Fundamental to advances in stroke rehabilitation is an understanding of how the brain is able to reorganize in response to rehabilitation interventions.7 Functional magnetic resonance imaging (fMRI) is one neuroimaging technique that makes it possible to study the function of the human brain in vivo and guide clinical research of neurorehabilitation.8,9 Richards et al.10 systematically reviewed movement-dependent stroke recovery to summarize the neural plasticity evidence from transcranial magnetic stimulation and fMRI studies. They indicated that neural plastic changes in the motor cortex of the ipsilesional hemisphere accompany functional paretic UL motor gains after rehabilitation interventions in patients with chronic stroke.10 Functional MRI studies of plastic changes after stroke intervention are needed to elucidate treatment-related neuroplasticity.11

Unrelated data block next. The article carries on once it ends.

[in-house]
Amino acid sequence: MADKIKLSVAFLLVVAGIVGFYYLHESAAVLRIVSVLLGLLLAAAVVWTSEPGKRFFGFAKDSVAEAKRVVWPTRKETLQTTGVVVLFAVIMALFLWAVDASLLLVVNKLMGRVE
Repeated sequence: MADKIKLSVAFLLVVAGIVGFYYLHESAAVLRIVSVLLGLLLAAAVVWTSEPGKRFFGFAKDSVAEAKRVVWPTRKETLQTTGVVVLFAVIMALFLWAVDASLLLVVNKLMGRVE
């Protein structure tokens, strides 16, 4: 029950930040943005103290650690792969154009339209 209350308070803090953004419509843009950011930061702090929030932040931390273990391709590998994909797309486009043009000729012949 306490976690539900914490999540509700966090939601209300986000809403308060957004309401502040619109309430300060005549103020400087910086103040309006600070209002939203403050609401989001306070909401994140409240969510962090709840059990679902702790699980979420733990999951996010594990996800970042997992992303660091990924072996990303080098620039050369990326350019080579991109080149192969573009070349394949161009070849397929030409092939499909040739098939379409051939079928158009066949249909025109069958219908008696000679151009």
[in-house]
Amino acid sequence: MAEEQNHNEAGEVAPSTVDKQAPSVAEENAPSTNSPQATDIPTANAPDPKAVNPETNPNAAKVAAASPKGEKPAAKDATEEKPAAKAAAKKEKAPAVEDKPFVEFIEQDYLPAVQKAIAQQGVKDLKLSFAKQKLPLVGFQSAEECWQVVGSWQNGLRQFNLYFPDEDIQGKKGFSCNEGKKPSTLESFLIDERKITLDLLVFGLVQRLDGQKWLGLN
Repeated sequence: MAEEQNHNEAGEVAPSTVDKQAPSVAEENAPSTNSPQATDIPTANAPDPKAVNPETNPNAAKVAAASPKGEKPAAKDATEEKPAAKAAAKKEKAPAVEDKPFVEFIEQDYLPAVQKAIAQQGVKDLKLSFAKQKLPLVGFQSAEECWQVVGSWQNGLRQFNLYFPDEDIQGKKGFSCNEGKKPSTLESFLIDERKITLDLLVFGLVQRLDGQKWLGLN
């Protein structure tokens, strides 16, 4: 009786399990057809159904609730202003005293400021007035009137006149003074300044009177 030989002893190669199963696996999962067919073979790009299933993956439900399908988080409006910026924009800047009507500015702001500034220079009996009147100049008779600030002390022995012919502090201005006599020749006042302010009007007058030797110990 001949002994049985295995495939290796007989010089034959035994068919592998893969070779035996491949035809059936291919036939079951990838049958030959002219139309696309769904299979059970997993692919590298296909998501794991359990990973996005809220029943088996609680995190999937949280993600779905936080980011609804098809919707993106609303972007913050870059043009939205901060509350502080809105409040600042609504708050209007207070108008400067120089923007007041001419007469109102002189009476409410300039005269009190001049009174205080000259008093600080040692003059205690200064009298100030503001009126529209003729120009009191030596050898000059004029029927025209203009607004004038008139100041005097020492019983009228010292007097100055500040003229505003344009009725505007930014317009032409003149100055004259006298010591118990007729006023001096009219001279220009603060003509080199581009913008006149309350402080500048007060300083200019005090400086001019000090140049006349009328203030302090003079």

To date, only a few small studies12–15 have used fMRI analysis to study brain reorganization after CIT in patients with stroke, and none of them has included a control group for comparison. Levy et al.13 first reported fMRI techniques to examine the effects of CIT in 2 patients with chronic stroke. Gains in motor function of the affected hand were accompanied by increased activation in the perilesional areas and bilateral association motor cortices. Schaechter et al.14 evaluated fMRI changes in 4 patients with chronic stroke after CIT. The activation pattern showed a trend toward a reduced laterality index (LI) and a shift in activation toward the contralesional hemisphere. Kim et al.12 discovered a new activation in the affected primary motor cortex (M1), premotor cortex (PMC), and supplementary motor area (SMA) for 3 patients after CIT, whereas increased activation in the unaffected SMA was observed for the other patient. In the study by Szaflarski et al.15 of 4 patients who responded to CIT administered on a distributed schedule, cortical reorganization was positively related to the degree of increase in the use and capability of the affected arm, but the hemispheric fMRI changes were inconsistent.